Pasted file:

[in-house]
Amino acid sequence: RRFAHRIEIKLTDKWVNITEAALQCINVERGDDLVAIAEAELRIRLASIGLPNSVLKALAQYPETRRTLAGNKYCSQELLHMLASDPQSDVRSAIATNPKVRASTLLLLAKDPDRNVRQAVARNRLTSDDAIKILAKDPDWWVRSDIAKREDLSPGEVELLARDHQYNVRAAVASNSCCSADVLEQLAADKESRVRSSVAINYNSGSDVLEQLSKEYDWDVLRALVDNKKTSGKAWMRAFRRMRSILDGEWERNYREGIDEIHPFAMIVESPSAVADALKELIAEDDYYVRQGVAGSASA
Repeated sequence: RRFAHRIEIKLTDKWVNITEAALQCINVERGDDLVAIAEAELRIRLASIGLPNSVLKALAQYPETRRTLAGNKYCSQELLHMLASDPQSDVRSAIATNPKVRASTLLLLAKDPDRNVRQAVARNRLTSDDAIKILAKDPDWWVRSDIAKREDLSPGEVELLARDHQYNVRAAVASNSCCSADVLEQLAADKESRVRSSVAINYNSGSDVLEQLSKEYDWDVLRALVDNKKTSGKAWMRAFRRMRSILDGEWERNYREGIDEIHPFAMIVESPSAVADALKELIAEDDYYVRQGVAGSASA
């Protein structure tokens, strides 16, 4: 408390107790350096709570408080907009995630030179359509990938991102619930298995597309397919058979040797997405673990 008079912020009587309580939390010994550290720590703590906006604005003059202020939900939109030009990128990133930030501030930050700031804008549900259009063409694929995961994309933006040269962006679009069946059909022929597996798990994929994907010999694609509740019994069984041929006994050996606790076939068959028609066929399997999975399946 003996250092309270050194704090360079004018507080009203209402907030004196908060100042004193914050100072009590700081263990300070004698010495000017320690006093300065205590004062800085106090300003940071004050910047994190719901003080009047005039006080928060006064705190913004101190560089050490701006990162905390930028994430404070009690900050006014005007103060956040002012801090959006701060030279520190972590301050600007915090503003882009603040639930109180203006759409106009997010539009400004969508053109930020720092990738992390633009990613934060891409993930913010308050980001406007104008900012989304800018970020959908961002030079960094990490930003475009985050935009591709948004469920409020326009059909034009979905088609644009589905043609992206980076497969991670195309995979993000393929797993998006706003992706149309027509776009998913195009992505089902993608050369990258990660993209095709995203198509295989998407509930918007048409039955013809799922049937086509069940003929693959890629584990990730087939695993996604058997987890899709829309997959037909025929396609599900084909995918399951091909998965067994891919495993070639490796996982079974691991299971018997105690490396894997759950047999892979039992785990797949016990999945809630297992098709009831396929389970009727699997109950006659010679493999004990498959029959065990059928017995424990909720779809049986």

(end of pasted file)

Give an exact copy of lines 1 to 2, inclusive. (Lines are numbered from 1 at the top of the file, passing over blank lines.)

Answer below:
[in-house]
Amino acid sequence: RRFAHRIEIKLTDKWVNITEAALQCINVERGDDLVAIAEAELRIRLASIGLPNSVLKALAQYPETRRTLAGNKYCSQELLHMLASDPQSDVRSAIATNPKVRASTLLLLAKDPDRNVRQAVARNRLTSDDAIKILAKDPDWWVRSDIAKREDLSPGEVELLARDHQYNVRAAVASNSCCSADVLEQLAADKESRVRSSVAINYNSGSDVLEQLSKEYDWDVLRALVDNKKTSGKAWMRAFRRMRSILDGEWERNYREGIDEIHPFAMIVESPSAVADALKELIAEDDYYVRQGVAGSASA